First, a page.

The history of painting with a mixture of purified beeswax, pigment and resins goes back to the times of the pharaohs.
Jerri McDorman’s time away from the art she so loved as a child had been far briefer than that, of course.
But 15 years ago, when the Springfield woman first laid eyes on an abstract encaustic painting during a chance visit to Mount Vernon Nazarene College, she felt again the tug that artists have felt from time immemorial.
“There was a piece of encaustic on the wall that blew me away,” she said.
“I was drawn to the texture of it.”.
“From then on, I just started investigating it. I was buying books. I bought some wax and melted and just kind of played around with it” – just as she had played her way to fashioning a Coke bottle, masking tape and shoe polish into art as a child.
McDorman’s space in Springfield’s Hatch Artist Studio now is filled with bright pigments of a child’s play space. There is a palette with a heat source that keeps her brushes and paints from hardening. More importantly, the room is inhabited by a 54-year-old artist wholly committed to her medium.
“What I like about the wax -- it doesn’t dry, it hardens,” she said. “I don’t have to wait for it to dry, I’m ready to go.”
Wait-time was an issue for her in the oil painting she had been doing.
“I’m impatient, and I would always overwork it, always muck it up.”
With encaustic paints, “you’re doing layer on top of layer.”
In some way it’s like building. In others, it’s like sculpting.
“As soon as you add things to wax, it moves” and “every layer you have to fuse it” so the layers adhere. Because of that, “you need a solid surface” more like rigid board than a canvas.
And heat sources.
“In abstracts, I’ll use a torch a lot,” McDorman said.
Under high heat, the melting wax “starts to move, starts to flow, and kind of develops itself,” she explained.
Representative art often requires a different tool.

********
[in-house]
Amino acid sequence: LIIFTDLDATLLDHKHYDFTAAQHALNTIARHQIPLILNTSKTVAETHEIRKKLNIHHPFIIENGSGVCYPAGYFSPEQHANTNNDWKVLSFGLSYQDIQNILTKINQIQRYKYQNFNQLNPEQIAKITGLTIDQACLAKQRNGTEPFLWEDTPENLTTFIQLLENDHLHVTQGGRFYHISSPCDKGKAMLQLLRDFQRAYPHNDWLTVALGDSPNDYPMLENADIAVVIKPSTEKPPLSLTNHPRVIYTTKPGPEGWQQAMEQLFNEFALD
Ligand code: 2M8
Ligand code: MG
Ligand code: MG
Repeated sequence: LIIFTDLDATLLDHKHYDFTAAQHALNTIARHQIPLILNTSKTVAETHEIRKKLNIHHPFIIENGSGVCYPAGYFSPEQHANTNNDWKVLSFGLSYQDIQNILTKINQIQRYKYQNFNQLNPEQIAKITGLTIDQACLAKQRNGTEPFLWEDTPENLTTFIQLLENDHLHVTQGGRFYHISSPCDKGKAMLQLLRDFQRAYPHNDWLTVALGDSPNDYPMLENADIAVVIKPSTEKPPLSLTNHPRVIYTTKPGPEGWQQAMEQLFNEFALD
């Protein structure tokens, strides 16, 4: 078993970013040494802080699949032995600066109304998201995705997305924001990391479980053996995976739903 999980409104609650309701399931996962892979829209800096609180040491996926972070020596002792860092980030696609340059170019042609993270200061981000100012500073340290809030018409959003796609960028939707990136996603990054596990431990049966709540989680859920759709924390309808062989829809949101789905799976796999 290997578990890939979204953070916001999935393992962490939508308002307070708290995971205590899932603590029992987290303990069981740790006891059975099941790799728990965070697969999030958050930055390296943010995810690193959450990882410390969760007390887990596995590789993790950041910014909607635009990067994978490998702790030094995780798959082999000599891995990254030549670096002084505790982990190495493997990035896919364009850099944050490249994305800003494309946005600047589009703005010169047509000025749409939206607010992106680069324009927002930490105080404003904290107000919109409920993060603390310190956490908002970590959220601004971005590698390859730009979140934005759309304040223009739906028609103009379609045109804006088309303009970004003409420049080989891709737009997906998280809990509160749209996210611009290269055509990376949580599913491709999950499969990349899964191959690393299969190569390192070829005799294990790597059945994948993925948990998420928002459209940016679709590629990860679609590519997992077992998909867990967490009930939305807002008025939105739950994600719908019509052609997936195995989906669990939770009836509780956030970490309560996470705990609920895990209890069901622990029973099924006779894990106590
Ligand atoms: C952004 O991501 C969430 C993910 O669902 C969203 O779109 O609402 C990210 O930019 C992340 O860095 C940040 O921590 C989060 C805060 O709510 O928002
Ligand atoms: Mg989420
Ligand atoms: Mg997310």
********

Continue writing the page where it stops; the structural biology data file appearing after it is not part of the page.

“When you’re trying to keep a line straight, you keep your heat gun on the lowest stetting. You’re heating much slower, much controlled, more time, more patience. And as hard as it is to keep the lines straight, I like the challenge of it.”
Working with the wax calls for more than brushes.
“I have many scrapers I’ve tried, and you can tend to take off too much wax.”
She relies on razor blades for finer control.
They also produce shavings of wax that she collects for future use.
“A lot of times, when I start into a new piece, I’ll just thrown them down on the first layer, anticipating the “nice surprises” when the base colors are revealed as upper layers of wax and pigment are shaved away.”
McDorman got a nice surprise of another sort six years ago when, at a time when encaustic workshops were few and far between, she managed to get wait-listed for one taught by her favorite artist in the field, Dale Roberts.
When a cancellation got her in at the last minute, the approach of an impending hurricane named Maria didn’t stop her from hopping in car and heading east with the thought that “if it gets too bad, I’ll turn around.”
As things turned out, it got just bad enough.
When she made it to Kingston, “half the class didn’t show up” and she got twice as much out of the workshop.
Now, six years later, “I feel like I found my medium” she said. “I haven’t been bored with it yet; it constantly amazes me; and I feel like every time I do something, I learn something new” -- just as others can learn from the larger arc of McDorman’s story.
Her drift away from art began when plans for a future in fashion design stalled after taking college classes. “I didn’t care for it.”
Life then took over, with work, marriage and children.
Helping with art classes for her then first-grader “kind of sparked that interest again,” she said. And she “got back into oils because I liked working with the textures.”
Then came that day she tagged along with a friend on a daughter’s college visit.
Her story proves that interrupted dreams can come true.
And likely have for all kinds of people for as long as encaustic paintings have been around.
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